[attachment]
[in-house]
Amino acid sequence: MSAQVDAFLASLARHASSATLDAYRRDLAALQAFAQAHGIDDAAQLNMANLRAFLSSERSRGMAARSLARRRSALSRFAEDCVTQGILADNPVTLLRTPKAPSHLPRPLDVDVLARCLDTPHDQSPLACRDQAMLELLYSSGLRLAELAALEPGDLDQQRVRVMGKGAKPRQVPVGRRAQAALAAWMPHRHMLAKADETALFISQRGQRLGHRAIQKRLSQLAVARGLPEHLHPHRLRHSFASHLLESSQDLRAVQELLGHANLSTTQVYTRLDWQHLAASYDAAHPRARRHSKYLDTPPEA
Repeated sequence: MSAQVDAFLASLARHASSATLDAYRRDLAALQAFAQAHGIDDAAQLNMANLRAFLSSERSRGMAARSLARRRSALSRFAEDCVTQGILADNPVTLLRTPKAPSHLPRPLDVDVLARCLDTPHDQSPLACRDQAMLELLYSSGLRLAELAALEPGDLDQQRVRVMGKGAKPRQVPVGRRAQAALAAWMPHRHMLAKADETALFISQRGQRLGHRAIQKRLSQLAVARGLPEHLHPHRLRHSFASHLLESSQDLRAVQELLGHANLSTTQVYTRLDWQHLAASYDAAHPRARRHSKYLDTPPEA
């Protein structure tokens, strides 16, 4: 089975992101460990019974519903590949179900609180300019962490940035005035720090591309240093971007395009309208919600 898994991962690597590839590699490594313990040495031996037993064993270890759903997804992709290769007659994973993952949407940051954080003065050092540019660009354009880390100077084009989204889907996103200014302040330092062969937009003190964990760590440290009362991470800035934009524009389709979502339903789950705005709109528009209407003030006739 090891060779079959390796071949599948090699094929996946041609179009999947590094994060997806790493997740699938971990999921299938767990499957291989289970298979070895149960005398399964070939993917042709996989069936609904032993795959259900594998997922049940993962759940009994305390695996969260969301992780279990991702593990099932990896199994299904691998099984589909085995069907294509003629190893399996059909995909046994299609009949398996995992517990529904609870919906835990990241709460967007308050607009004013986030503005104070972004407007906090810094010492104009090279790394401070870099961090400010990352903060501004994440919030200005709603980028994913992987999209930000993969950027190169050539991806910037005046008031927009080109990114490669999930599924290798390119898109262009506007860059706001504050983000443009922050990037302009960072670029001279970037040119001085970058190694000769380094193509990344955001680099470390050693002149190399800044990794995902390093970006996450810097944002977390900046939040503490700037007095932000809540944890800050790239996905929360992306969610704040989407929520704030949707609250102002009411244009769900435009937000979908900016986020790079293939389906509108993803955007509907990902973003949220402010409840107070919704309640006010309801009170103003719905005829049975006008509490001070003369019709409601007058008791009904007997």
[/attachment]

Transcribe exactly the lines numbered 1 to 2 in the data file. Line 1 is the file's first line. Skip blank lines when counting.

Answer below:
[in-house]
Amino acid sequence: MSAQVDAFLASLARHASSATLDAYRRDLAALQAFAQAHGIDDAAQLNMANLRAFLSSERSRGMAARSLARRRSALSRFAEDCVTQGILADNPVTLLRTPKAPSHLPRPLDVDVLARCLDTPHDQSPLACRDQAMLELLYSSGLRLAELAALEPGDLDQQRVRVMGKGAKPRQVPVGRRAQAALAAWMPHRHMLAKADETALFISQRGQRLGHRAIQKRLSQLAVARGLPEHLHPHRLRHSFASHLLESSQDLRAVQELLGHANLSTTQVYTRLDWQHLAASYDAAHPRARRHSKYLDTPPEA